“There is no focus on violence now,” he told Al Jazeera.
“Only on jihad as a spiritual struggle to guard against our personal sins as individuals,” he said.
“All religions have this concept in some form.”
While Farihin still describes himself as a member of JI, he said the original grouping has fractured and splintered many times over the years, owing to people having different views and opinions.
These differences of opinion are regularly cited as another reason for the success of the regional approach to the so-called “war on terror” – a mix of internal political disputes and external security operations.
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What’s been the true impact of the so-called ‘War on Terror’?
By 2007, Abuza recounted, JI was “riddled by factionalism” as remaining members of the organisation jostled for power and clashed on how to create a blueprint for their operations moving forward.
“Abu Dujana had different ideas for the organisation and felt that bombing foreigners was not the way to achieve its aims,” Abuza said.
“Enough people in JI thought it was best to lie low after the Bali bombing and that the attack had not been productive,” he said.
“Abu Dujana was not arguing that killing foreigners was morally wrong, just that it was not productive as, with each attack and subsequent arrests, the organisation was getting weaker.”
Counterterrorism work continues
Indonesia also came a long way in regards to creating an effective counterterrorism framework that has significantly weakened networks of potential attackers across the region, said Alif Satria, a researcher at the department of politics and social change at the Centre for Strategic and International Studies in Indonesia.
“First is the creation of Densus 88 in 2003 through the help of other countries. This has ensured that Indonesia has a well-functioning counterterrorism unit with the necessary intelligence and operational skills to dismantle networks,” Satria told Al Jazeera.
Densus 88 or Counterterrorism Special Detachment 88, was a unit formed in 2003 under the umbrella of the National Police and was funded, equipped, and trained in part by the US and Australia.
Policemen from Indonesia’s elite antiterrorism unit Detachment 88 during a drill in Jakarta in 2010 before a visit by then-US President Barack Obama [File: Supri/Reuters]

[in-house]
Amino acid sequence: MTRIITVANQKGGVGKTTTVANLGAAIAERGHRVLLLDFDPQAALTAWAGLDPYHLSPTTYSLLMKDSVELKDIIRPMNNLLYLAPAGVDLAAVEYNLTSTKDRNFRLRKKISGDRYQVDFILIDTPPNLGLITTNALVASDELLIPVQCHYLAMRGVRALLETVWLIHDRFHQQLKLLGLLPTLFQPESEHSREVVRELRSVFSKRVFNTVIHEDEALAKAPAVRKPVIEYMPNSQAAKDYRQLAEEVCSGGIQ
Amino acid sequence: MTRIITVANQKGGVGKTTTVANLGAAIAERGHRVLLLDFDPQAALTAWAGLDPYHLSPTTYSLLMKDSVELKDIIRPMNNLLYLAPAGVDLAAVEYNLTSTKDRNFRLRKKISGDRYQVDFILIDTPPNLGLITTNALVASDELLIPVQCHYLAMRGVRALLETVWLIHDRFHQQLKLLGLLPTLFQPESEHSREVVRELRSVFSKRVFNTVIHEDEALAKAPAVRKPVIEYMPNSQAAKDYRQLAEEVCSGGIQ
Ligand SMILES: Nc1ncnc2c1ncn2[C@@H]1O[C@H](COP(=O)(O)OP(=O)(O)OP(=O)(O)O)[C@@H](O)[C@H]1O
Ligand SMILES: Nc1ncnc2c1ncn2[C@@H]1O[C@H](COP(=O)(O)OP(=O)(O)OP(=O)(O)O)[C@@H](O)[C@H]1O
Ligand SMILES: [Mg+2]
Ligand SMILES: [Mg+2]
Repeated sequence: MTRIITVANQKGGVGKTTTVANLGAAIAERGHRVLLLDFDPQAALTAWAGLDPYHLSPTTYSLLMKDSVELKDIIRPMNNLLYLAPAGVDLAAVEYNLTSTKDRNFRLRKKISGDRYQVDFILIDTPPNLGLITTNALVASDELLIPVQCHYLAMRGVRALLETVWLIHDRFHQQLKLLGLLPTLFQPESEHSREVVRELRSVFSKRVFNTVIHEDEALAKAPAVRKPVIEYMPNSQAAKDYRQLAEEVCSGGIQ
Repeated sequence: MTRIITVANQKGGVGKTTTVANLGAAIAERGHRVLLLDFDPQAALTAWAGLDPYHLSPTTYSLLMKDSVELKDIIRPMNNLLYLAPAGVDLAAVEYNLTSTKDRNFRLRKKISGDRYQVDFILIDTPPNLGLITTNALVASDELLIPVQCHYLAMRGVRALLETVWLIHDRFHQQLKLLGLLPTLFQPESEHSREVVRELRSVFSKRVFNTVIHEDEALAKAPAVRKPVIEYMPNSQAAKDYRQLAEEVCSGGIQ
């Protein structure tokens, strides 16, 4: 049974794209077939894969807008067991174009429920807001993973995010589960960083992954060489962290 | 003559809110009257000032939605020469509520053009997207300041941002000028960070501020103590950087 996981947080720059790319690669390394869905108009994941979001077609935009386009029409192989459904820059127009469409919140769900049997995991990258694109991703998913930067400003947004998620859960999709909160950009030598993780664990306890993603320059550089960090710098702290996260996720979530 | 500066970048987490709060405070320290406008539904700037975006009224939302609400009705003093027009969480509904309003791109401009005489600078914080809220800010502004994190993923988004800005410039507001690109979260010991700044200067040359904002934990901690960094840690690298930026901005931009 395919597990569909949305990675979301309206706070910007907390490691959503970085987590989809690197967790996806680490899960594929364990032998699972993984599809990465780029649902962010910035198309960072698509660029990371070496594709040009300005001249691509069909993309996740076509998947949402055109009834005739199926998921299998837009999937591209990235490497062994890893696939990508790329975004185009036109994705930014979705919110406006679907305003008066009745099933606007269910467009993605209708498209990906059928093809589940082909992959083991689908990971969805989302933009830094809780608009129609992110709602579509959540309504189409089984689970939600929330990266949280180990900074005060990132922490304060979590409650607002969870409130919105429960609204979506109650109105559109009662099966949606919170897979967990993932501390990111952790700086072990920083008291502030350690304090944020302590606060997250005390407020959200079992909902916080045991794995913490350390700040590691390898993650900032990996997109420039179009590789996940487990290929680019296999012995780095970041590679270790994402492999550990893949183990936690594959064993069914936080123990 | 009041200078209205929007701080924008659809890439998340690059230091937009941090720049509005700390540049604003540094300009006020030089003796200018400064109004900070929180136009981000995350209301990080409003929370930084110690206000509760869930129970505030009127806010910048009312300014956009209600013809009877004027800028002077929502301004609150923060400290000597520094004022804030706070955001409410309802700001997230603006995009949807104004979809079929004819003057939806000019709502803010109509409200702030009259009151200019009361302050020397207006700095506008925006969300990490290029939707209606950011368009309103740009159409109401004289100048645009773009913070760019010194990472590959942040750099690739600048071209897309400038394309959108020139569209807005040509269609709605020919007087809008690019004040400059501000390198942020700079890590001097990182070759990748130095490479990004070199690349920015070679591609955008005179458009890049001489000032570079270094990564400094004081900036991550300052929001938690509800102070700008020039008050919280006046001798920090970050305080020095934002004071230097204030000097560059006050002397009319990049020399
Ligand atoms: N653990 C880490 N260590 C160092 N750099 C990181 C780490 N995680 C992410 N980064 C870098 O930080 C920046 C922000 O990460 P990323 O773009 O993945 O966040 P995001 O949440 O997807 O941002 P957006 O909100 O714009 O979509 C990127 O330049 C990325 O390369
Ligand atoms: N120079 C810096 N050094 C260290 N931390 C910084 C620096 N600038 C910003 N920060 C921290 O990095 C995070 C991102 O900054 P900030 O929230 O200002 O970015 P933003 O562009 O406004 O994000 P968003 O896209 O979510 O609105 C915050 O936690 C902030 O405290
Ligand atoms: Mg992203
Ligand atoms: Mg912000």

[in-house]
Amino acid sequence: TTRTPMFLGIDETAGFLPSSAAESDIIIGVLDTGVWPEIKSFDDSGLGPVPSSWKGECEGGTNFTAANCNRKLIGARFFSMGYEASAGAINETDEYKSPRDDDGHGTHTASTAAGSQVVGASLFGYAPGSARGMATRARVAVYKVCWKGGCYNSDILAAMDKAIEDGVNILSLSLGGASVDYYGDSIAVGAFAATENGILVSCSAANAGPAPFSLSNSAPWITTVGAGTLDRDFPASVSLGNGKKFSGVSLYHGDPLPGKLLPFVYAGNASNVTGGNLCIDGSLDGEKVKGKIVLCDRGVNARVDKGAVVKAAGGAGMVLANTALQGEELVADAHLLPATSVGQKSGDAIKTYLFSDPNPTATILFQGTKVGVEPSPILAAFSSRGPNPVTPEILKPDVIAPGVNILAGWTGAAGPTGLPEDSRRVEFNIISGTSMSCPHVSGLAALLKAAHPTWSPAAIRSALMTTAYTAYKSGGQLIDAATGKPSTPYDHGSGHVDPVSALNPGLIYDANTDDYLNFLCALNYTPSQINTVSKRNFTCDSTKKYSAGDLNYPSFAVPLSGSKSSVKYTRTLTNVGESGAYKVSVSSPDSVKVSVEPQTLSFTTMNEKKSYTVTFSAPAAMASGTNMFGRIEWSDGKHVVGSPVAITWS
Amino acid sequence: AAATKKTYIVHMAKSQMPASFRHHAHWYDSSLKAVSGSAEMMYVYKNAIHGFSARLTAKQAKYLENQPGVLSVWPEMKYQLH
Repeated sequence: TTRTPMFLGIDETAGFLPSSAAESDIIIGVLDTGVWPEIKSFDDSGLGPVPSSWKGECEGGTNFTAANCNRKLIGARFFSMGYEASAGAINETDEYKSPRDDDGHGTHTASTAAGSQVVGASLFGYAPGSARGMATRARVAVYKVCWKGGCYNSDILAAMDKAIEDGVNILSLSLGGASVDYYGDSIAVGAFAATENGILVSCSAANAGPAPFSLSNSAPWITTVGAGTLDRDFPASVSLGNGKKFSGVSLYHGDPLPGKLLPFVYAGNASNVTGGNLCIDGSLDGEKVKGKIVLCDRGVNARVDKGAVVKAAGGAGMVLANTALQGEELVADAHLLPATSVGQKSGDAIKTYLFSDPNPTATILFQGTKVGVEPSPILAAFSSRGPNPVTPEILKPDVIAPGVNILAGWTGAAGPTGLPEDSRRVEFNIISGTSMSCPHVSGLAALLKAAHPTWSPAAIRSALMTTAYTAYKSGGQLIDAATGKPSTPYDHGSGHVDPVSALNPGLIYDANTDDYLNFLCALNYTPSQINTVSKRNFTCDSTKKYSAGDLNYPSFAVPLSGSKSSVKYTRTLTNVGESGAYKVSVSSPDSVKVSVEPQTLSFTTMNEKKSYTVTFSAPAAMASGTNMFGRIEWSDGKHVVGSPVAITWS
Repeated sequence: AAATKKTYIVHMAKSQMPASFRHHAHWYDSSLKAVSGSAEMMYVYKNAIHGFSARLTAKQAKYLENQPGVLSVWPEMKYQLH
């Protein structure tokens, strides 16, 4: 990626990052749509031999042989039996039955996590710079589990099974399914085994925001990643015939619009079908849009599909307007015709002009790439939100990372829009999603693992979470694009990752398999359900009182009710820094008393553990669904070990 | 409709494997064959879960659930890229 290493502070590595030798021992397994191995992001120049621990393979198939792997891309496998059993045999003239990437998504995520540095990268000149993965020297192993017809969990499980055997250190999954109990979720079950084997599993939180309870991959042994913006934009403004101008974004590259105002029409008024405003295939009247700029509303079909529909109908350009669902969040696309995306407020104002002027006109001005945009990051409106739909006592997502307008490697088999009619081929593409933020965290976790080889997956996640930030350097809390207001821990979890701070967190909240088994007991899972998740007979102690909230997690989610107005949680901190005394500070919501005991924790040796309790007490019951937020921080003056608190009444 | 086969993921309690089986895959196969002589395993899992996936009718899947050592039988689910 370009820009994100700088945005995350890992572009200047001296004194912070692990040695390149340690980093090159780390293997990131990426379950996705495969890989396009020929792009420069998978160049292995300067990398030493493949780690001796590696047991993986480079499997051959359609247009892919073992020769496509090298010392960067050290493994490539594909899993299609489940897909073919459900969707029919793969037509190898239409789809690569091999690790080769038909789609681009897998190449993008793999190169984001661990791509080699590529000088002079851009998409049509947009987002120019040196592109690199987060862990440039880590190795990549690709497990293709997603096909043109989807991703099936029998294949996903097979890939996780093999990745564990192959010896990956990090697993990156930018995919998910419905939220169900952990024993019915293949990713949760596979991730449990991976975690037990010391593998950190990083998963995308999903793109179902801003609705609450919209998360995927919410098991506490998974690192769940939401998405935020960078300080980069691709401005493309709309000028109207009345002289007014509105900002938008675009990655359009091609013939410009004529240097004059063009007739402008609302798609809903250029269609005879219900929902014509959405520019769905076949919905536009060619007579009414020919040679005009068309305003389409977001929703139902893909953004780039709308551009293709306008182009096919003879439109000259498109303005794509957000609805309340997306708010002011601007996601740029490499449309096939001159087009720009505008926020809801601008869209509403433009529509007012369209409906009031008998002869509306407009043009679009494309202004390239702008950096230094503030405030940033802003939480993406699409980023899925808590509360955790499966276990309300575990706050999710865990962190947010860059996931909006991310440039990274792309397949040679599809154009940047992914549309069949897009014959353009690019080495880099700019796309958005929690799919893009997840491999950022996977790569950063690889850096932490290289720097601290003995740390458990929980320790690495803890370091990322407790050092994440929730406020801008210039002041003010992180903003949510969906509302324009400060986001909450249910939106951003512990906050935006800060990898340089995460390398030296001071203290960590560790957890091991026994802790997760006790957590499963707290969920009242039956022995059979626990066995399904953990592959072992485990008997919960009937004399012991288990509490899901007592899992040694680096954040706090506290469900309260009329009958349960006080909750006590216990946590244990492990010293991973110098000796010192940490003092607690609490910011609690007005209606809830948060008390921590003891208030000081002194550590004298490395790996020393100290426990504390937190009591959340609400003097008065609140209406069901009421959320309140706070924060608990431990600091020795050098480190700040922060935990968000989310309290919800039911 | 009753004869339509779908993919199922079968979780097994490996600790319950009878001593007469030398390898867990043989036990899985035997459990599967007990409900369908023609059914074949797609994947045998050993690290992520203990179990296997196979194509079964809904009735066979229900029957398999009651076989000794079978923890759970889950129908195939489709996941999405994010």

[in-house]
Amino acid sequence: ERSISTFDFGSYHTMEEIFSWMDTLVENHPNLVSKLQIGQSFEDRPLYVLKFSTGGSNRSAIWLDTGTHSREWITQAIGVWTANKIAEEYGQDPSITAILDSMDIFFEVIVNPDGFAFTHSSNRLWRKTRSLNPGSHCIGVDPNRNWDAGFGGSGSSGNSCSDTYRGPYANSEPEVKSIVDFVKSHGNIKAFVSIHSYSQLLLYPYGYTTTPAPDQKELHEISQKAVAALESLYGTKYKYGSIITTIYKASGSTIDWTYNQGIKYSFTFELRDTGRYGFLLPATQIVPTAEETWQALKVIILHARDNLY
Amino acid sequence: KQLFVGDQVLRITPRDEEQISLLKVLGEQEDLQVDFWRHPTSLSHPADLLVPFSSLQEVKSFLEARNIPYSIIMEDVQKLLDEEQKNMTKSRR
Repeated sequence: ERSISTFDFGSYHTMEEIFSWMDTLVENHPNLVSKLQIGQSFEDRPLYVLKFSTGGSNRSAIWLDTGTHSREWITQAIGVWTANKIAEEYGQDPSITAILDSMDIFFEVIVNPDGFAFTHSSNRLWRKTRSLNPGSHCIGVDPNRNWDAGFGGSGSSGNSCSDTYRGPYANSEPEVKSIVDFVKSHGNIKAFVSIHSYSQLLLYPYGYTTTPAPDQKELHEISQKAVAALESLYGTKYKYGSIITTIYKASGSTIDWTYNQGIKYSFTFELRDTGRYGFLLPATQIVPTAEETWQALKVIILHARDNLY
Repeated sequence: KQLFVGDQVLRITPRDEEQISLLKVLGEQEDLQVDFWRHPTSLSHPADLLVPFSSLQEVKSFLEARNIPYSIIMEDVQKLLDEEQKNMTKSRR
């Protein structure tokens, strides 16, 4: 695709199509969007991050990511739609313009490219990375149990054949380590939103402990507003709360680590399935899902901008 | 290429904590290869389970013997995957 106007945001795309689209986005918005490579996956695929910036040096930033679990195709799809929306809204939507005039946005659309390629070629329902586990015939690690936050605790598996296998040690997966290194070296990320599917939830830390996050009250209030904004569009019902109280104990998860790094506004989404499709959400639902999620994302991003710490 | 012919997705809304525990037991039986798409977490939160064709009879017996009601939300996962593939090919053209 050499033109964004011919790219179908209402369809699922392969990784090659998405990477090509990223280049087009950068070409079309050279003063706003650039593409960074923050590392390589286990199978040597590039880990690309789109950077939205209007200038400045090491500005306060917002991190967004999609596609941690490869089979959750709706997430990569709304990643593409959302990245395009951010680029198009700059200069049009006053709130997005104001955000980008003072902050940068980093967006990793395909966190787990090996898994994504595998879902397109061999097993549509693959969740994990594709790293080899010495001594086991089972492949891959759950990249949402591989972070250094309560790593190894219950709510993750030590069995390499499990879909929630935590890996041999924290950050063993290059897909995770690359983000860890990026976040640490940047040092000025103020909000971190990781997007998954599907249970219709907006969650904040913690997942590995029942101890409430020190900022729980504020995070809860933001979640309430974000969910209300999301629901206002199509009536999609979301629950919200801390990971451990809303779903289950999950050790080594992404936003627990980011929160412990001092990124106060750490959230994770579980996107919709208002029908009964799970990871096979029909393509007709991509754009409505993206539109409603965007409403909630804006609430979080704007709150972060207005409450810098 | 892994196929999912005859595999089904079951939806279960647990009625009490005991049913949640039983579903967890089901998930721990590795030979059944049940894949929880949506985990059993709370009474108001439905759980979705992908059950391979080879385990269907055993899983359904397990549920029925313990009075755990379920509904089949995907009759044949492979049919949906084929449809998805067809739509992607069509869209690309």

Satria added that another milestone was the creation of Indonesia’s National Counterterrorism Agency (BNPT) in 2010.
Deradicalisation programmes led by the police in the early 2000s were also critical in ensuring that those arrested did not re-engage with hardline groups once they were released.
“As a result, Indonesia has managed to keep its recidivism rate at around 11 percent,” he said.
However, the counterterrorism work conducted by the Indonesian authorities is still in progress.
Who will emerge next?
Open-source data collection shows that between 2021 and 2023, more JI members were arrested than members of other groups such as Jamaah Ansharut Daulah (JAD), an ISIL-affiliated group responsible for recent attacks in Indonesia and the wider region.
Some of the more recent incidents include the 2018 Surabaya bombings in which three Christian churches were attacked in the city of Surabaya by a husband and wife and their four children, one of whom was just nine years old. Fifteen people were killed.
The same group was also behind the Jolo Cathedral bombings in Sulu in the Philippines in 2019 that killed 20 people.
“Between 2021 and 2023, there were some 610 people arrested, 42 percent of whom were JI and 39 percent JAD and other pro-Islamic State groups,” Satria said.
“For me, that goes to show that, despite not conducting attacks, JI is very much still active, be it in conducting recruitment, fundraising or preparing for its regeneration,” he said.
Abuza agreed with that cautious tone, saying the lack of clear leadership on a global scale for hardline groups had also contributed to a general sense of quintessence.
But that could quickly change.
“These organisations are living organisations and respond to the external environment,” Abuza said.
“Everyone is waiting to see what happens in the Middle East and who emerges as a leader,” he said.
“Someone will,” he added.